Saturday, September 6, 2008

Fresh EU proposals on asylum get wide support

Brussels, June 23 - There was general acceptance for the new European Commission proposals to streamline the process of treating asylum seekers in different EU member states. Struggling to formulate a common asylum policy for more than a decade, today this process varies across 27 Member States with Sweden on the most welcoming side of the asylum granting spectrum while Greece falls at the other end.

Highlighting the publication of the Policy Plan on Asylum, an integrated approach to protection in Europe, before World Refugee Day, celebrated around the world on June 20, Bjarte Vandvik, Secretary General of the European Council on Refugees and Exiles (ECRE) said in a statement: “The political momentum to develop high asylum standards obviously exists and ECRE is ready to continue cooperating with the European Commission and other stakeholders to achieve a meaningful European asylum system.”

Launching the Common European Asylum System (CEAS), Jacques Barrot, the European Commissioner for freedom, security and justice, said, “With this Policy Plan the Commission launches the second phase of the Common European Asylum System, whose overarching objectives are to uphold and reinforce the Union’s humanitarian and protection tradition and to achieve a true level playing field for protection across the EU. “This means that we will have to improve the common legislative standards, increasing the quality of decision making by supporting practical cooperation between national asylum administrations and fostering more solidarity between the Member States and between the EU and third countries in receiving refugee flows.”

The first phase of the CEAS (1999-2004) had given established “common minimum standards in areas such as reception conditions for asylum seekers, asylum procedures and the requirements to qualify as a person needing international protection, as well as rules for the determination of the Member State responsible for an asylum application (the so-called Dublin system,)” according to Commission documents. Moreover, with the French Presidency taking over in a few weeks on July 1, there are better hopes that there will be action on the proposals which include the creation of a European Support Office on Asylum, an EUwide resettlement scheme and measures to help member states and third countries that host a high number of refugees.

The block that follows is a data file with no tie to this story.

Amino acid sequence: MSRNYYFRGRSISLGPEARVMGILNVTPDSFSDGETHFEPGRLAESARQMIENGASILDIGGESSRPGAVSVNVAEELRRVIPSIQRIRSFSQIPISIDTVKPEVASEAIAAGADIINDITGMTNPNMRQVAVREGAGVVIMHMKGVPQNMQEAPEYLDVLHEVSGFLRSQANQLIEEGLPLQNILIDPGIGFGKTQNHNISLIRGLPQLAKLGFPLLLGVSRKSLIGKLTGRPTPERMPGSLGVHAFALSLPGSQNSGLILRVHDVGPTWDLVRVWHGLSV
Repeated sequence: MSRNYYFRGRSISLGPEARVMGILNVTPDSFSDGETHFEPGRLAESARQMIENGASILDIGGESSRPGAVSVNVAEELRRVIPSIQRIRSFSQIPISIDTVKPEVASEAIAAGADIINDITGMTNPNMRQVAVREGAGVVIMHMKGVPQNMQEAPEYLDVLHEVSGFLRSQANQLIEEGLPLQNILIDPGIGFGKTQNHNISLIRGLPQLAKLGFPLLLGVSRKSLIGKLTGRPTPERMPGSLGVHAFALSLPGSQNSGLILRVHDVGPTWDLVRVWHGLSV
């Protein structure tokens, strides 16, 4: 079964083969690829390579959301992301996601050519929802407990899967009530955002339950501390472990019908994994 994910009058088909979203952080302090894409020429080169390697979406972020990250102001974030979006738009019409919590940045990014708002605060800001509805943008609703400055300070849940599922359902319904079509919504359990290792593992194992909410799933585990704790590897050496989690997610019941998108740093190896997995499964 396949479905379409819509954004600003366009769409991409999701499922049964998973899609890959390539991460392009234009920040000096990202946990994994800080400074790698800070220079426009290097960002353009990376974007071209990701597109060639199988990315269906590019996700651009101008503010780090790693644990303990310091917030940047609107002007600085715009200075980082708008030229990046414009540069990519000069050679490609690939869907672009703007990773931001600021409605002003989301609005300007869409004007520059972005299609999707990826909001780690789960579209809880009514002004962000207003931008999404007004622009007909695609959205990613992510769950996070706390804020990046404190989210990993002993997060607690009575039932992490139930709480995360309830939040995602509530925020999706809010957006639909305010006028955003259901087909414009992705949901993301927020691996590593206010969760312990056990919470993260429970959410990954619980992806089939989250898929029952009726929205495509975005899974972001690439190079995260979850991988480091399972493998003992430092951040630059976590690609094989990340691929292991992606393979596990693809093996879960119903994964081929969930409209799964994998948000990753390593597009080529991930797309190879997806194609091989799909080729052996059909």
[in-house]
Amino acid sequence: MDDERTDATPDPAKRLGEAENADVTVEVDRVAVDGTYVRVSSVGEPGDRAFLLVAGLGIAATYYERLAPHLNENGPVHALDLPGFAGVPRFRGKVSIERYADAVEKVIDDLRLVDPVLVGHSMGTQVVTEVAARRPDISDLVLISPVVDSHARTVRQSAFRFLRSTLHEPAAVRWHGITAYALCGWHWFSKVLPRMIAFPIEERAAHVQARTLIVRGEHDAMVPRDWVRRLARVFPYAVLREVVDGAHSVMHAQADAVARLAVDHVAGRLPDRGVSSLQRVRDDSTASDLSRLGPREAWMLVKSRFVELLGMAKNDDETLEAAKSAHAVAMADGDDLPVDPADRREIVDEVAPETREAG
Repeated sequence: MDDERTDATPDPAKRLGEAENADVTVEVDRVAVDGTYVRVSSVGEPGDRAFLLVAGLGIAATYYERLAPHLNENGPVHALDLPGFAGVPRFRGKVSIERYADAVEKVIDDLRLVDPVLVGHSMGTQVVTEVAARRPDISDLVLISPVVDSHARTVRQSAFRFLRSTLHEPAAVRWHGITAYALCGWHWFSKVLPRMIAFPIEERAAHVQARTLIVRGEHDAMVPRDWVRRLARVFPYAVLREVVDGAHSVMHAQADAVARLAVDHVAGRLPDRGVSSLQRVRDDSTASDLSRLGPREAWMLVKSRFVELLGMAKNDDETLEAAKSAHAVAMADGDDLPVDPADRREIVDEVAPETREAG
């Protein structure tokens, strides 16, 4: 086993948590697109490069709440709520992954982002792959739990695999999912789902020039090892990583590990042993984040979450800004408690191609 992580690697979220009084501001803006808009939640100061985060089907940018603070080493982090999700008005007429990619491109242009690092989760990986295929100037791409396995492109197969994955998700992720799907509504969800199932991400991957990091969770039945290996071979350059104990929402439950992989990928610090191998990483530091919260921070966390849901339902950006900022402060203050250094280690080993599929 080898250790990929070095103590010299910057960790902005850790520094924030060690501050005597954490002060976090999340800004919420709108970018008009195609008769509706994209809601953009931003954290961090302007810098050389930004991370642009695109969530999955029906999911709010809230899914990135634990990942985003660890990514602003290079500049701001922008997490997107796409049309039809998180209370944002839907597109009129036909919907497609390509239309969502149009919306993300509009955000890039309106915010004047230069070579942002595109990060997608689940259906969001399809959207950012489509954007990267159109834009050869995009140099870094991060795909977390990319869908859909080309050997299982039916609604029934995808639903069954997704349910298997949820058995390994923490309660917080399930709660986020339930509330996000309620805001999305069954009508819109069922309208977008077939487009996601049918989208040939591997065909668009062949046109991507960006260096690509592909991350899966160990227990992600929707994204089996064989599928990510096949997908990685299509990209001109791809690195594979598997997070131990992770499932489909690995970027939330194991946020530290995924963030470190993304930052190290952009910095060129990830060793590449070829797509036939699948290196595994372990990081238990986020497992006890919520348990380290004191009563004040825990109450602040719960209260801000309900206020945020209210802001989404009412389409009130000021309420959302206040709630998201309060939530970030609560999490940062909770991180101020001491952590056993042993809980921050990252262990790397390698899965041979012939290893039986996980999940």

The proposals will be put to the European Council on October 15 2008 during French presidency and will, in the course of 2009, feed into a new five-year Programme in the Justice, Freedom and Security area. Commenting on the proposals, Jose Manuel Barroso, President of the European Commission, said: “The Migration Package adopted today shows that we need to take a new approach to dealing with Immigration and Asylum.” Stressing, “Europe needs a common policy vision which builds on past achievements and aims at providing a more coherent and integrated framework for future action by the Member States and the European Union, Barroso said he hoped that, “If we work together on the ten principles to better manage immigration and reinforce the standards for protection of asylum seekers we will make tangible improvements in these crucial areas.”

According to a report published by the UNHCR in March 2008, Asylum levels and trends in industrialised countries 2007, the number of individuals requesting refugee or asylum status in Europe and non-European industrialised countries increased by 10 percent in 2007 in comparison to 2006. This is the first increase in five years and follows a 20-year low observed in 2006. Despite this increase, the 2007 level is only half the level witnessed in 2001. The rise in 2007 can by and large be attributed to the sharp rise in Iraqi asylum-seekers. If Iraqi asylum seekers were to be excluded from the analysis, the increase in 2007 would only have been two percent.

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